“STRIVE” teaches that a man must expect many adversaries and a hard battle, if he would have his soul saved. And this, as a matter of experience, is strictly true. There are no “gains without pains” in spiritual things any more than in temporal. That roaring lion, the devil, will never let a soul escape from him without a struggle. The heart which is naturally sensual and earthly will never be turned to spiritual things without a daily fight. The world, with all its opposition and temptations, will never be overcome without a conflict. But why should all this surprise us? What great and good thing was ever done without trouble? Wheat does not grow without ploughing and sowing; riches are not obtained without care and attention; success in life is not won without hardships and toil; and heaven, above all, is not to be reached without the cross and the battle. And so a man must “strive.”

“STRIVE” teaches that it is worthwhile for a man to seek salvation. Consider: If there is anything that deserves a struggle in this world, it is the prosperity of the soul. The objects for which the great majority of men strive are comparatively poor and trifling things. Riches, and greatness, and rank, and learning, are a corruptible crown.” The incorruptible things are all within the narrow door. The peace of God which passes all understanding,—the bright hope of good things to come,—the sense of the Spirit dwelling in us,—the consciousness that we are pardoned, safe, ready, provided for in time and eternity, whatever may happen,—these are true gold, and durable riches. Well may the Lord Jesus call on us to “strive.”

“STRIVE” teaches that laziness in religion is a great sin. It is not merely a misfortune, as some imagine,—a thing for which people are to be pitied, and only a regrettable matter. It is something far more than this. It is a breach of a plain commandment. What shall be said of the man who transgresses God’s law, and does something which God says, Thou shalt not do? There can only be one answer. He is a sinner. “Sin”, John writes, “is lawlessness.” (1 John 3:4.) And what shall be said of the man who neglects his soul, and makes no effort to enter the narrow door? There can be only one reply. He is omitting a positive duty. Christ says to him, “Strive,” and behold, he does not.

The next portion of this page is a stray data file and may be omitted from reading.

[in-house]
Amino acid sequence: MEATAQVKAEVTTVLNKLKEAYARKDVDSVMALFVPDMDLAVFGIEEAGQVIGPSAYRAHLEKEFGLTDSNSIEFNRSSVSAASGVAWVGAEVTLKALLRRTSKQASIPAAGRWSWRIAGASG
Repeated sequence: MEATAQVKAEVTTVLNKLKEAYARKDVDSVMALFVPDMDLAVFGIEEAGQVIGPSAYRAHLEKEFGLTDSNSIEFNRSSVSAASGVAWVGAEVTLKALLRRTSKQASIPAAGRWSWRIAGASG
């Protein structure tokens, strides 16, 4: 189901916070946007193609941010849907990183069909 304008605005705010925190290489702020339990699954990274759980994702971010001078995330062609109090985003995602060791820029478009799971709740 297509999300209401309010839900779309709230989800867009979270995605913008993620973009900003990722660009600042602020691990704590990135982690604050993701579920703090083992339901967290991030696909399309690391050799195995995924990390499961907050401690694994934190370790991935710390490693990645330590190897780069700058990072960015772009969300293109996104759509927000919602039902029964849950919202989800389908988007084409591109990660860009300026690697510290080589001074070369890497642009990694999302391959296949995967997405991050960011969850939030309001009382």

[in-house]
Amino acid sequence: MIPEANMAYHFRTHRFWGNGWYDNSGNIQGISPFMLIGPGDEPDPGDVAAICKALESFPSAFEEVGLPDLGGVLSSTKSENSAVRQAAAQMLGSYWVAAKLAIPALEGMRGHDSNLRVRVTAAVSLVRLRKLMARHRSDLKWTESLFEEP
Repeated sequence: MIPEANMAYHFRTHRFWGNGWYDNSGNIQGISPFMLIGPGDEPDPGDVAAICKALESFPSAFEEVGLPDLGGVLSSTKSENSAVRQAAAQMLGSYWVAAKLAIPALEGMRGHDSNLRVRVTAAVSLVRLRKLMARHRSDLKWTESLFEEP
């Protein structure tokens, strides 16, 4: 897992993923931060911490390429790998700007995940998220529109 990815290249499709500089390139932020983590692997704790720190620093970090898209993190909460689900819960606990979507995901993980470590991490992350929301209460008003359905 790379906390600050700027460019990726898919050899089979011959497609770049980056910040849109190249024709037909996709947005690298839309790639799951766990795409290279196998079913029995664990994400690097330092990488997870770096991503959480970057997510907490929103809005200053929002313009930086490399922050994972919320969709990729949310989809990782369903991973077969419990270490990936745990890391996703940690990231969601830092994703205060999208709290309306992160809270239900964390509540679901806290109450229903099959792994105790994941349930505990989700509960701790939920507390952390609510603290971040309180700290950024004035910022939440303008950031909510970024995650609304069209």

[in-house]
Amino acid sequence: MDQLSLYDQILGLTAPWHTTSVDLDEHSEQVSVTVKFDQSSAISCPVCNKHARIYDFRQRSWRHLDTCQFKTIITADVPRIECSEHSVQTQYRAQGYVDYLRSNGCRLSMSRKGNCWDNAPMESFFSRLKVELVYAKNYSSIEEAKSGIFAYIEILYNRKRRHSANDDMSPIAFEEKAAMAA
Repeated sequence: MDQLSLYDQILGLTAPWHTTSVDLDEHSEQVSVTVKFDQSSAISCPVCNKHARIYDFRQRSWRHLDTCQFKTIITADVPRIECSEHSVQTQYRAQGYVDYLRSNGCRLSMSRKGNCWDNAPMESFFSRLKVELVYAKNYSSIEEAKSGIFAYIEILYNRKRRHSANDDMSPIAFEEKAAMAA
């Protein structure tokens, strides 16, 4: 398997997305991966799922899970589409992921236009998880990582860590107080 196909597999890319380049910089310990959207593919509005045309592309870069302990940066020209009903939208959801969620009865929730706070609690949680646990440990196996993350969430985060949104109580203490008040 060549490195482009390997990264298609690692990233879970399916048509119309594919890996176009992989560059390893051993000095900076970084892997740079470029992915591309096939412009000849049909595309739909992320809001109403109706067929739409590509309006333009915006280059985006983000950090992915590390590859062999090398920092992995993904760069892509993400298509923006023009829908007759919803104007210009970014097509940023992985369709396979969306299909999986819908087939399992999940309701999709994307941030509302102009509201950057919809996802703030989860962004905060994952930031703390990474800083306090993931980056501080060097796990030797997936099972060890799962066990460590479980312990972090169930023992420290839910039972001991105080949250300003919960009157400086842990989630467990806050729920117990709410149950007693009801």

“STRIVE” teaches that all who are outside the narrow door are in great danger. They are in danger of being lost for ever. There is only a step between them and death. If death finds them in their present condition, they will perish without hope. The Lord Jesus saw that clearly. He knew the uncertainty of life and the shortness of time: He would have sinners hurry and not delay, lest they put off the business of their soul too late. He speaks as one who saw the devil drawing near to them daily, and the days of their life gradually ebbing away. He would have them be careful that they be not too late: therefore He cries, “Strive.”

That word “Strive,” raises solemn thoughts to the mind. It is brimming with condemnation for thousands of baptized persons. It condemns the ways and practices of multitudes who profess and call themselves Christians. Many there are who neither swear, nor murder, nor commit adultery, nor steal, nor lie; but one thing unhappily cannot be said of them: they cannot be said to “strive” to be saved. The “spirit of slumber” possesses their hearts in everything that concerns religion. About the things of the world they are active enough: they rise early, and go to bed late; they labour; they toil; they are busy; they are careful: but about the one thing needful they never “strive” at all.

What shall we say of those who neglect public worship on Sunday? There are hundreds of thousands in our country whom this describes. Sometimes, if they feel like it, they go to some church or chapel, and attend a religious service; at other times they stay at home and read the paper, or idle about, or look over their accounts, or seek some amusement. Let us ask and answer honestly: Can this be called “striving”?

What shall we say of those who come regularly to a place of worship, but come entirely as a matter of form? There are many in this condition. Their fathers taught them to come; their custom has always been to come: it would not be respectable to stay away. But they care nothing for the worship of God when they do come. Whether they hear law or Gospel, truth or error, it is all the same to them. They remember nothing afterwards. They put off their form of religion with their Sunday clothes, and return to the world. Let us ask and answer honestly: Can this be called “striving”?